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Dear Lions,

World Sight Day is fast approaching. On October 13, 2016, organizations around the world will shine a light on preventable blindness. Lions Clubs International Foundation (LCIF) has been supporting Lions-led initiatives for decades to prevent blindness and empower those who are blind or visually impaired.

Our Sight for Kids partnership with Johnson & Johnson Vision Care Companies (JJVCC) is just one way we are working to provide vision care. The Sight for Kids program has screened the vision of more than 23 million schoolchildren in Asia Pacific, Kenya and Turkey. These children might not otherwise have access to vision screenings. This program provides glasses and follow-up care as needed and is for free to  children in need.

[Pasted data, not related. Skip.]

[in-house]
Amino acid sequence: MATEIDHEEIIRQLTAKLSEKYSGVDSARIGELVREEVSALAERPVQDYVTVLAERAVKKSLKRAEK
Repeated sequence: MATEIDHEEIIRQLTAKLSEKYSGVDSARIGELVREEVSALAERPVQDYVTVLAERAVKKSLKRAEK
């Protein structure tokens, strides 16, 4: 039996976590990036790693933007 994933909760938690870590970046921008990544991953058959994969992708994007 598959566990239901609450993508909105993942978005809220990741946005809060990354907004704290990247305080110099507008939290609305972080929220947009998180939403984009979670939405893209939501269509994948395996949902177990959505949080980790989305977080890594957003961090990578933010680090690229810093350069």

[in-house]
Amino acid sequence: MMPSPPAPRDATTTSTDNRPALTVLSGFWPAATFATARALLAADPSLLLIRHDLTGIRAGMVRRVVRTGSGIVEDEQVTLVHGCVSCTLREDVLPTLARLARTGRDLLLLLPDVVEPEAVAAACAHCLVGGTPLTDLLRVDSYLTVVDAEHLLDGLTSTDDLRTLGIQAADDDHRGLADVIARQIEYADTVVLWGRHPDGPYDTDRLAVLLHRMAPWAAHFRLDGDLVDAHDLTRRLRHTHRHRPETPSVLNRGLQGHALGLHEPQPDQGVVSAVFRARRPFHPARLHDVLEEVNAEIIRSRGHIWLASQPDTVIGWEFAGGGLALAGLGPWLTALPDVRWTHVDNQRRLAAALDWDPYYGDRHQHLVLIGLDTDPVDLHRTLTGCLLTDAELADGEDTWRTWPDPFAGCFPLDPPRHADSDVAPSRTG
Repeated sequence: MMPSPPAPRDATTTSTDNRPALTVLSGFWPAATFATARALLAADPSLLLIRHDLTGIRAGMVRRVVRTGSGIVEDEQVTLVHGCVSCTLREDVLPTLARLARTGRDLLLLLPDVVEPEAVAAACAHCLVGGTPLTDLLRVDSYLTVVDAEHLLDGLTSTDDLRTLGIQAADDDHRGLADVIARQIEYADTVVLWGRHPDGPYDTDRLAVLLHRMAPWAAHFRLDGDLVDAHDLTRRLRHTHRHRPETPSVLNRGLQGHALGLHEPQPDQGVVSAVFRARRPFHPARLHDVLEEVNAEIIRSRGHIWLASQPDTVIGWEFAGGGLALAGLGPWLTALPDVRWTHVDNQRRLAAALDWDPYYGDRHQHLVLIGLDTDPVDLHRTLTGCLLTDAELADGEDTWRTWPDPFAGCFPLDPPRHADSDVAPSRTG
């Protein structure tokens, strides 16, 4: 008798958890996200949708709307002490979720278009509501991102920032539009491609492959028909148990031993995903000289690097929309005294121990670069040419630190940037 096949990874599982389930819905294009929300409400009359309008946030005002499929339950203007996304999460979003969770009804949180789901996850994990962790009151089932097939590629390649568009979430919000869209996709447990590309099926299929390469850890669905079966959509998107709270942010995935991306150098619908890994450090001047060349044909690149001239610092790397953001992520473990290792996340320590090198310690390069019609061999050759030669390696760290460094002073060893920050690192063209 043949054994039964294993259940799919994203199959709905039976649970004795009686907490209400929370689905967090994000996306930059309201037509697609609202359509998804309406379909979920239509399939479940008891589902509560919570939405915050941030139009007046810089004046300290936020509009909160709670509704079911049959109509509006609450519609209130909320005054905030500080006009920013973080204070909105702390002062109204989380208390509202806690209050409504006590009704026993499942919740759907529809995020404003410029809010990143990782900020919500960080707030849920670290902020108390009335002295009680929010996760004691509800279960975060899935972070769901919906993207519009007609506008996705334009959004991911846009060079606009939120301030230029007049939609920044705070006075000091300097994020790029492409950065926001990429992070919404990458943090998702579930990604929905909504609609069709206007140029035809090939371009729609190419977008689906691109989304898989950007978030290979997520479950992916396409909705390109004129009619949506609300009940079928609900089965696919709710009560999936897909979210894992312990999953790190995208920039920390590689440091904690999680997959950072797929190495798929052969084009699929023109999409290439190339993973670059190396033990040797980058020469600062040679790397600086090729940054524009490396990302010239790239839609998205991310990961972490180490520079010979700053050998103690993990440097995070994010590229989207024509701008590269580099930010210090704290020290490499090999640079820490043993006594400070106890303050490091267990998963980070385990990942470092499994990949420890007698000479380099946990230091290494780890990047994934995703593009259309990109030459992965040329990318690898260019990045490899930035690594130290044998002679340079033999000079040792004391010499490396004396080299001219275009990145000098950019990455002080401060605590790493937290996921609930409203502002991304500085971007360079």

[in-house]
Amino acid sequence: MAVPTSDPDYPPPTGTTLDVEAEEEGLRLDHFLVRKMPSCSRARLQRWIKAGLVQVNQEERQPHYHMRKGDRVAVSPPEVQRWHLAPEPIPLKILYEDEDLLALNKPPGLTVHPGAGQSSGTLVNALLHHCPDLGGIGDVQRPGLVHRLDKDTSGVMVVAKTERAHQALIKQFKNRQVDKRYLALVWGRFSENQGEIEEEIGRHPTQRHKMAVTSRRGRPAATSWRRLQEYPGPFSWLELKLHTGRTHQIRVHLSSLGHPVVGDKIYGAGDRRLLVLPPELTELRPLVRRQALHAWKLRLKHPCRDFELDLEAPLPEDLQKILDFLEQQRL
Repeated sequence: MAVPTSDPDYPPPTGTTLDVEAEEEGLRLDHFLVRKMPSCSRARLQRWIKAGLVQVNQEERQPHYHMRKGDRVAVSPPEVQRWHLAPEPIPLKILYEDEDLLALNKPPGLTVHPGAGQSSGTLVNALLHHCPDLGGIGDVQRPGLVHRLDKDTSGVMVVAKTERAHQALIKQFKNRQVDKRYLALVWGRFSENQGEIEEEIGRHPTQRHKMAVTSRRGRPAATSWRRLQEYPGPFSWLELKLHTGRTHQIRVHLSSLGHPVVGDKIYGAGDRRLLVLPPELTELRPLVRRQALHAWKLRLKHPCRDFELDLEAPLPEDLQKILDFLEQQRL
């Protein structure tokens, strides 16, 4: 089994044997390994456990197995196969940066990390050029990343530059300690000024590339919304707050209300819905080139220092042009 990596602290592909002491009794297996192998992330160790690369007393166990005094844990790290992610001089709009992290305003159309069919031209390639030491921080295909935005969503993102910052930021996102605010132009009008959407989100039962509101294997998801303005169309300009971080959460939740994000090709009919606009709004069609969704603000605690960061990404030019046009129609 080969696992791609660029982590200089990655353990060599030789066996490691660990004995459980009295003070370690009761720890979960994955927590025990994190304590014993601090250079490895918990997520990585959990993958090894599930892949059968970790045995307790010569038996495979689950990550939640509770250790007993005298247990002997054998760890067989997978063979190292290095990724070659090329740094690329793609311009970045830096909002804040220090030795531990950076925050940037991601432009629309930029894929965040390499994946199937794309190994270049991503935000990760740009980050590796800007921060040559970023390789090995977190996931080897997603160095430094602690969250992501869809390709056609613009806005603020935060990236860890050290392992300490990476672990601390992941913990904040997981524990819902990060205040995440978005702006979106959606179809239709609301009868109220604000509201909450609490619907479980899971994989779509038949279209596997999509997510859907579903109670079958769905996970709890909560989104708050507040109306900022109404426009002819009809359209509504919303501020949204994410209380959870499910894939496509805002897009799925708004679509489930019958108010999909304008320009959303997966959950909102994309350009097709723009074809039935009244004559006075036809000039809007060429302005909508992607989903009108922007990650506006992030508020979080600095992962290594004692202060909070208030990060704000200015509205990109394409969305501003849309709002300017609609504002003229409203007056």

As your club prepares to recognize World Sight Day, please keep LCIF and Sight for Kids in mind. For every photo you share through the Donate a Photo app (USA, United Kingdom and Japan only), Johnson & Johnson will give US$1 to the Sight for Kids program. You can also download the Charity Miles app and raise money for Sight for Kids just by taking a walk. Both are easy ways to make a big impact around the world.

Please join LCIF and your fellow Lions by showing your support on World Sight Day and every day.


Dr. Jitsuhiro Yamada
Chairperson, Lions Clubs International Foundation

Read the rest of the September LCIF newsletter here


Guatemala has Conquered River Blindness

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Onchocerciasis, also known as river blindness, is a parasitic disease that afflicts the rural poor. It is caused by a worm that is spread from person to person through the bites of Simulium black flies that breed in rapid-flowing rivers and streams. The disease can cause intense itching, eye damage, and irreversible blindness, reducing an individual’s ability to work and learn. Worldwide, an estimated 120 million are at risk of being infected and 270,000 have been blinded by the disease, mostly in Africa. In addition to Africa and Latin America, onchocerciasis also is present in Yemen.